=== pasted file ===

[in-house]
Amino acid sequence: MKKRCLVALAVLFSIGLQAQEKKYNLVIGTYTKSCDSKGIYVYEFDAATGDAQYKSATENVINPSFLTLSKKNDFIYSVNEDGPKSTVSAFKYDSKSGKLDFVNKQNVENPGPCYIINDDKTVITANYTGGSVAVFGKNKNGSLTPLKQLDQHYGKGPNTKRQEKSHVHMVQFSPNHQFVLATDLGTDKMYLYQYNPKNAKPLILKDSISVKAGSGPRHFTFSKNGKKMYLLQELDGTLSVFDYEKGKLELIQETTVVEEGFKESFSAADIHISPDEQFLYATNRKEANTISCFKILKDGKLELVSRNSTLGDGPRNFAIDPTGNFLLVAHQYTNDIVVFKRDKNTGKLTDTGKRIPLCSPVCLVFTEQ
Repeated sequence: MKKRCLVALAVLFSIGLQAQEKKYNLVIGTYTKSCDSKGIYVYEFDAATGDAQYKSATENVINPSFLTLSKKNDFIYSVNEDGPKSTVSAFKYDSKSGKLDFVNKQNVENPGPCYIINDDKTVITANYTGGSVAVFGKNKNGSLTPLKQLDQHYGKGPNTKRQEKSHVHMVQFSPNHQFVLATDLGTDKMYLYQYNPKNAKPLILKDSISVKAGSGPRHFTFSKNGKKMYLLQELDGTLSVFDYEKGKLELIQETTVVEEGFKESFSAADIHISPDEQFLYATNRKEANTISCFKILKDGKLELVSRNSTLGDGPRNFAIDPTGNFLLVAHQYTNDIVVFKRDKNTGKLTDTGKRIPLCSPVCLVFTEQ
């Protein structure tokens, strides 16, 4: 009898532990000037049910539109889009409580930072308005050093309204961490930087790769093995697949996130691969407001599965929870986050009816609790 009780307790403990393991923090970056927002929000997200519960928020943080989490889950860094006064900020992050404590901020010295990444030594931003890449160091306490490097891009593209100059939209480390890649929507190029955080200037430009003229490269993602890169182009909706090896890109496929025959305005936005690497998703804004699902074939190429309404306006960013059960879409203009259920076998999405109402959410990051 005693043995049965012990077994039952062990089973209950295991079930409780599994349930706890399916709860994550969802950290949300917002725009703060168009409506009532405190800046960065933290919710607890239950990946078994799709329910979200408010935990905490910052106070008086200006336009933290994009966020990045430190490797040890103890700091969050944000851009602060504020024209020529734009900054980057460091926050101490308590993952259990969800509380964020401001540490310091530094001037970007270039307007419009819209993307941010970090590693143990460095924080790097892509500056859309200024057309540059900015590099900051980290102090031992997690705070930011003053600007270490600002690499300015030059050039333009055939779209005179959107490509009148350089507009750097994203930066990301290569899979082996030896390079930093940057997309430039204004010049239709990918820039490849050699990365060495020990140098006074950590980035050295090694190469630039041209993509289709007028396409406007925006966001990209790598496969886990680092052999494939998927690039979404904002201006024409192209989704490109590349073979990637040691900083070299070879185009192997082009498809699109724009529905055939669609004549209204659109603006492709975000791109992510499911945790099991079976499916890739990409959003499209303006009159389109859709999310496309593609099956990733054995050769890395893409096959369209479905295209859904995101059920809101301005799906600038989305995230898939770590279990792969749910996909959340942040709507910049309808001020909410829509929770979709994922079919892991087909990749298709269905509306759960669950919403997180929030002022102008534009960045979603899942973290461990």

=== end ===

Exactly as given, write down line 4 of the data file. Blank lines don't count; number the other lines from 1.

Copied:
């Protein structure tokens, strides 16, 4: 009898532990000037049910539109889009409580930072308005050093309204961490930087790769093995697949996130691969407001599965929870986050009816609790 009780307790403990393991923090970056927002929000997200519960928020943080989490889950860094006064900020992050404590901020010295990444030594931003890449160091306490490097891009593209100059939209480390890649929507190029955080200037430009003229490269993602890169182009909706090896890109496929025959305005936005690497998703804004699902074939190429309404306006960013059960879409203009259920076998999405109402959410990051 005693043995049965012990077994039952062990089973209950295991079930409780599994349930706890399916709860994550969802950290949300917002725009703060168009409506009532405190800046960065933290919710607890239950990946078994799709329910979200408010935990905490910052106070008086200006336009933290994009966020990045430190490797040890103890700091969050944000851009602060504020024209020529734009900054980057460091926050101490308590993952259990969800509380964020401001540490310091530094001037970007270039307007419009819209993307941010970090590693143990460095924080790097892509500056859309200024057309540059900015590099900051980290102090031992997690705070930011003053600007270490600002690499300015030059050039333009055939779209005179959107490509009148350089507009750097994203930066990301290569899979082996030896390079930093940057997309430039204004010049239709990918820039490849050699990365060495020990140098006074950590980035050295090694190469630039041209993509289709007028396409406007925006966001990209790598496969886990680092052999494939998927690039979404904002201006024409192209989704490109590349073979990637040691900083070299070879185009192997082009498809699109724009529905055939669609004549209204659109603006492709975000791109992510499911945790099991079976499916890739990409959003499209303006009159389109859709999310496309593609099956990733054995050769890395893409096959369209479905295209859904995101059920809101301005799906600038989305995230898939770590279990792969749910996909959340942040709507910049309808001020909410829509929770979709994922079919892991087909990749298709269905509306759960669950919403997180929030002022102008534009960045979603899942973290461990």